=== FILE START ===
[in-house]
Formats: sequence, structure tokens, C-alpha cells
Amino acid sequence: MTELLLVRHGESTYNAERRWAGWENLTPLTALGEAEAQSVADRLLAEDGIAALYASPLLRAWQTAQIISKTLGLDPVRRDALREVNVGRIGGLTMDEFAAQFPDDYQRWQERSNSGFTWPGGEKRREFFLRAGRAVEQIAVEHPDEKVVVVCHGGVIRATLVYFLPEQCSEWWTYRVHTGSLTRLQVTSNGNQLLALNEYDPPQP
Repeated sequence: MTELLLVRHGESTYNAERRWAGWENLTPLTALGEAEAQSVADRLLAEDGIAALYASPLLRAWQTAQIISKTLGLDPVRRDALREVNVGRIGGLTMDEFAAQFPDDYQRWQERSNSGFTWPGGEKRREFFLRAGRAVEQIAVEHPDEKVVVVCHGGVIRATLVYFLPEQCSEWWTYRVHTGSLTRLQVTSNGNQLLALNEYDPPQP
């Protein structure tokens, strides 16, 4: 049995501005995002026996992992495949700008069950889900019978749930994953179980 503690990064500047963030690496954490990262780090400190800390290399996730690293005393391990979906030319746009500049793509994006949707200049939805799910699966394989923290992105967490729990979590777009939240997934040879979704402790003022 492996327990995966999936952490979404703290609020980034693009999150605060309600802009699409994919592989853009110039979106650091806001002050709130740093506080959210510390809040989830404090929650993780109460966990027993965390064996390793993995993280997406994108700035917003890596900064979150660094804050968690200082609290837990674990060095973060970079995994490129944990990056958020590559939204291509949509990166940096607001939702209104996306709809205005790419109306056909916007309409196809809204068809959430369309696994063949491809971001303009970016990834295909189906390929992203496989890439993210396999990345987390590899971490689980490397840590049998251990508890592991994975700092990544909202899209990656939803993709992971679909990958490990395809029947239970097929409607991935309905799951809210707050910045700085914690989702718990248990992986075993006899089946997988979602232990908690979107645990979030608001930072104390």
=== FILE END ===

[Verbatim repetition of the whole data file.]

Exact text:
[in-house]
Formats: sequence, structure tokens, C-alpha cells
Amino acid sequence: MTELLLVRHGESTYNAERRWAGWENLTPLTALGEAEAQSVADRLLAEDGIAALYASPLLRAWQTAQIISKTLGLDPVRRDALREVNVGRIGGLTMDEFAAQFPDDYQRWQERSNSGFTWPGGEKRREFFLRAGRAVEQIAVEHPDEKVVVVCHGGVIRATLVYFLPEQCSEWWTYRVHTGSLTRLQVTSNGNQLLALNEYDPPQP
Repeated sequence: MTELLLVRHGESTYNAERRWAGWENLTPLTALGEAEAQSVADRLLAEDGIAALYASPLLRAWQTAQIISKTLGLDPVRRDALREVNVGRIGGLTMDEFAAQFPDDYQRWQERSNSGFTWPGGEKRREFFLRAGRAVEQIAVEHPDEKVVVVCHGGVIRATLVYFLPEQCSEWWTYRVHTGSLTRLQVTSNGNQLLALNEYDPPQP
């Protein structure tokens, strides 16, 4: 049995501005995002026996992992495949700008069950889900019978749930994953179980 503690990064500047963030690496954490990262780090400190800390290399996730690293005393391990979906030319746009500049793509994006949707200049939805799910699966394989923290992105967490729990979590777009939240997934040879979704402790003022 492996327990995966999936952490979404703290609020980034693009999150605060309600802009699409994919592989853009110039979106650091806001002050709130740093506080959210510390809040989830404090929650993780109460966990027993965390064996390793993995993280997406994108700035917003890596900064979150660094804050968690200082609290837990674990060095973060970079995994490129944990990056958020590559939204291509949509990166940096607001939702209104996306709809205005790419109306056909916007309409196809809204068809959430369309696994063949491809971001303009970016990834295909189906390929992203496989890439993210396999990345987390590899971490689980490397840590049998251990508890592991994975700092990544909202899209990656939803993709992971679909990958490990395809029947239970097929409607991935309905799951809210707050910045700085914690989702718990248990992986075993006899089946997988979602232990908690979107645990979030608001930072104390």